- Criminal use of force against Iraq. The Iraq war was unlawful from the start, and the occupation continues to be unlawful to this day. First, it was a violation of the Constitution, as war was never officially declared by Congress. Second, it was a violation of the UN Charter, as it was not approved in the Security Council, nor did the war amount to an act of “defense” in any reasonable estimation. The war to date has resulted in the deaths of over 1 million Iraqis, over 4,000 U.S. soldiers, and injured and debilitated tens of thousands more.
- Condoned and approved systemic torture. Torture is a violation of international treaties and U.S. domestic law. In addition, it has been shown to illicit faulty intelligence, and it makes U.S. military personal vulnerable to torture in turn.
- Arresting Americans without charges. Under Bush, and the unconstitutional Patriot Act, thousands of Americans have been arrested without charge and denied their habeas corpus rights. In addition, their conversations with their attorneys have been monitored, violating their attorney/client privilege.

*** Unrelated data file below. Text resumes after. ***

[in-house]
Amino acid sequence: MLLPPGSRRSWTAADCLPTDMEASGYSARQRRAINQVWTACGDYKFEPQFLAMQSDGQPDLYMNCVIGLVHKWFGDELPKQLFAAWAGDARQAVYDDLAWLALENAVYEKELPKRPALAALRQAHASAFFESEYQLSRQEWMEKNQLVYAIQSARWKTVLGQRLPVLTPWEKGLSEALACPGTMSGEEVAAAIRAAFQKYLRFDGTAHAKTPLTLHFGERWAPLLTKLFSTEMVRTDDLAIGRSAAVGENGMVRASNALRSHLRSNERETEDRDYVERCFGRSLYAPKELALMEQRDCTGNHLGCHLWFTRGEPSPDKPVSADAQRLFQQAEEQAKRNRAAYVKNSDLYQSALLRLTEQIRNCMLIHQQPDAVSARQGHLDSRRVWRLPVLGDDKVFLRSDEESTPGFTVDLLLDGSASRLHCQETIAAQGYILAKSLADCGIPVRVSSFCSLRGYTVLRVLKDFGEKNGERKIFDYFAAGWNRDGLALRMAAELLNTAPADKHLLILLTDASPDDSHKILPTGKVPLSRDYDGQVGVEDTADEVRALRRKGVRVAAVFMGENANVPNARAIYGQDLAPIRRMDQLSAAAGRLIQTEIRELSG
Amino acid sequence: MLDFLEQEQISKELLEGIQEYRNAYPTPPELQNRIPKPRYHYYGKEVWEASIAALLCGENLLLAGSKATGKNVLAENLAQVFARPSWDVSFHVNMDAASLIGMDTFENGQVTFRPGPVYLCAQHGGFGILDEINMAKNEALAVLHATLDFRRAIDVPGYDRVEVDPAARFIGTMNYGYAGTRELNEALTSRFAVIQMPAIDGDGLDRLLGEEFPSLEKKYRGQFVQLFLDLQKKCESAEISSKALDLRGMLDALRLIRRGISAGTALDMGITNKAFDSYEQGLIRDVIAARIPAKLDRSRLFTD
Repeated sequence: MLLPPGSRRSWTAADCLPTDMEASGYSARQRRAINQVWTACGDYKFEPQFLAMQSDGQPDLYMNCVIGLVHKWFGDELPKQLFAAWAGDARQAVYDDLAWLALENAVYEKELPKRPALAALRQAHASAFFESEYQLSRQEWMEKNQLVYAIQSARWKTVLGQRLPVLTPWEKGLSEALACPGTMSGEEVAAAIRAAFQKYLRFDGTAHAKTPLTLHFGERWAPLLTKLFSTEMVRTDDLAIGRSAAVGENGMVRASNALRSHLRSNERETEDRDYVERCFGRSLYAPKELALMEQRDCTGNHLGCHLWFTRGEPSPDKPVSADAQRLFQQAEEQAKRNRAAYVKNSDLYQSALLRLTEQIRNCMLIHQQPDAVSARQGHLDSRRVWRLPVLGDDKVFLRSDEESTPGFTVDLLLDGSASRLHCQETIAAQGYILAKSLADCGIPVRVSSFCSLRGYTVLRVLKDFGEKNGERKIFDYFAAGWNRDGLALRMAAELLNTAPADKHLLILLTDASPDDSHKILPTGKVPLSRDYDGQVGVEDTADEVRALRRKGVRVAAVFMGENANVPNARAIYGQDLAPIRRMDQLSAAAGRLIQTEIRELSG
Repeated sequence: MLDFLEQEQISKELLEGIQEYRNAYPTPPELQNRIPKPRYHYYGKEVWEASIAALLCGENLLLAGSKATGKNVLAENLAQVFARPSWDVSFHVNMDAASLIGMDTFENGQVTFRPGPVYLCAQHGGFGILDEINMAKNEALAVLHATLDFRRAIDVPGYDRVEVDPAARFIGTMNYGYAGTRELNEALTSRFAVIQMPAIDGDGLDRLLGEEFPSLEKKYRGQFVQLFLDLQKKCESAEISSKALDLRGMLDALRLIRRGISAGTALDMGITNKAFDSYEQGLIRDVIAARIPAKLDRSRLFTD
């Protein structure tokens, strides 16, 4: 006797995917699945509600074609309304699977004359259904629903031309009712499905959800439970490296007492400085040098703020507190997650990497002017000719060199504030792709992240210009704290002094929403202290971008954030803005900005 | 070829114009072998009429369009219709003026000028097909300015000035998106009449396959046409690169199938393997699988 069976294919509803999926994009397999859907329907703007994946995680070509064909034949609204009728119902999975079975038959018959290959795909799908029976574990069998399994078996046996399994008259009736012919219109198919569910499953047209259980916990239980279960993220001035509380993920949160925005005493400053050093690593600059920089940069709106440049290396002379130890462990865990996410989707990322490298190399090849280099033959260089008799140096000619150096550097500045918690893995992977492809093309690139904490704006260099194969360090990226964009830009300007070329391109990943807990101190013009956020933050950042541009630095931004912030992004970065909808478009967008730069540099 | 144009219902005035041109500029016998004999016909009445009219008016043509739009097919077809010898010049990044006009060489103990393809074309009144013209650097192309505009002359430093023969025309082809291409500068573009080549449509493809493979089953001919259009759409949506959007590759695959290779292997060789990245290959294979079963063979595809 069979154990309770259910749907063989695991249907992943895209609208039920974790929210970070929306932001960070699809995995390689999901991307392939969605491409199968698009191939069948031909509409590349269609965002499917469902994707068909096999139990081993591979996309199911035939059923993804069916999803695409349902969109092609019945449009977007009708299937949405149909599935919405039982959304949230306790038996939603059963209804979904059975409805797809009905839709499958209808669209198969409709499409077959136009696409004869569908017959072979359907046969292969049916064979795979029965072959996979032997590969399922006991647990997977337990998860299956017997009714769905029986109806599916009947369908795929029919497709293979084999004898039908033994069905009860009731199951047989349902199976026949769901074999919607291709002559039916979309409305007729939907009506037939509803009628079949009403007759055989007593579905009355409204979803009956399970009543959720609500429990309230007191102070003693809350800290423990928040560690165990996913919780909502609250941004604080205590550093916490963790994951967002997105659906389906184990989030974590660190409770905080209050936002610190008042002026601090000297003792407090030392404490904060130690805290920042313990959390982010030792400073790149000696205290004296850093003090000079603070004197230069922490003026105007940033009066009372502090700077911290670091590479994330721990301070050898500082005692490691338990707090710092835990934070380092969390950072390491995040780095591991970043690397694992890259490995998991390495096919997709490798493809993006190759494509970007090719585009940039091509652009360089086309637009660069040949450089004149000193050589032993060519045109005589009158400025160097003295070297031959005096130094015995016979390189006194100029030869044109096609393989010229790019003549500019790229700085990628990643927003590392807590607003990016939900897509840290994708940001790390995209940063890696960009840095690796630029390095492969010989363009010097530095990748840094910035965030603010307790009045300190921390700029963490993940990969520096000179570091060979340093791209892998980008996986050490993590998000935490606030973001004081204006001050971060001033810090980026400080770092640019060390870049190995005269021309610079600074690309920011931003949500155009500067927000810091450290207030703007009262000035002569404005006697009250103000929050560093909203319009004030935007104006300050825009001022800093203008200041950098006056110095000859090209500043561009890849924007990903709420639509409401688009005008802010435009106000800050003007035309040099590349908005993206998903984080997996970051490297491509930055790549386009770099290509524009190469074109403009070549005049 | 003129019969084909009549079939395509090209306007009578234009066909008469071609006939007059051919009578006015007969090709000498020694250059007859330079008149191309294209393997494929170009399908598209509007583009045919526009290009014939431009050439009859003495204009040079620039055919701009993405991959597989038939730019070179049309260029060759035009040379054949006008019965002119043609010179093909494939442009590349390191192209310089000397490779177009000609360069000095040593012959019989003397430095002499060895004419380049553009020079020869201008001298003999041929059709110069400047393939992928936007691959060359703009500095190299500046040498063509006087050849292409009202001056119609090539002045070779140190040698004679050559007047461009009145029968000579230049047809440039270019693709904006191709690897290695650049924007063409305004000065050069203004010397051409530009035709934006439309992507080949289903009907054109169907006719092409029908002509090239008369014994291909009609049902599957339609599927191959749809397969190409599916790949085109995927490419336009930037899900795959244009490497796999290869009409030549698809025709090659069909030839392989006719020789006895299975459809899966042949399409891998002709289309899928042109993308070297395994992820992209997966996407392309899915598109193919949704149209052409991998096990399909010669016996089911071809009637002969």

- Signing more than 1000 signing statements. George W. Bush has issued the greatest number of signing statements of any president in U.S. history. The signing statement is a provision that dates back to the founding of the country, typically reserved for making rhetorical statements at the time of a bill’s passage into law. Bush has used these statements in a way they were never meant for: to preclude himself from having to follow the laws he signs.The American Bar Association has condemned Bush’s use of signing statements, calling it a violation of the separation of powers defined under the constitution, which only allows a President to either sign or veto a bill; the constitution does not permit a President to obey a law only when they feel like it. …
- Systematic spying on Americans without judicial approval. Spying on citizens without judicial approval is a violation of the Foreign Intelligence Surveillance Act of 1978 (FISA).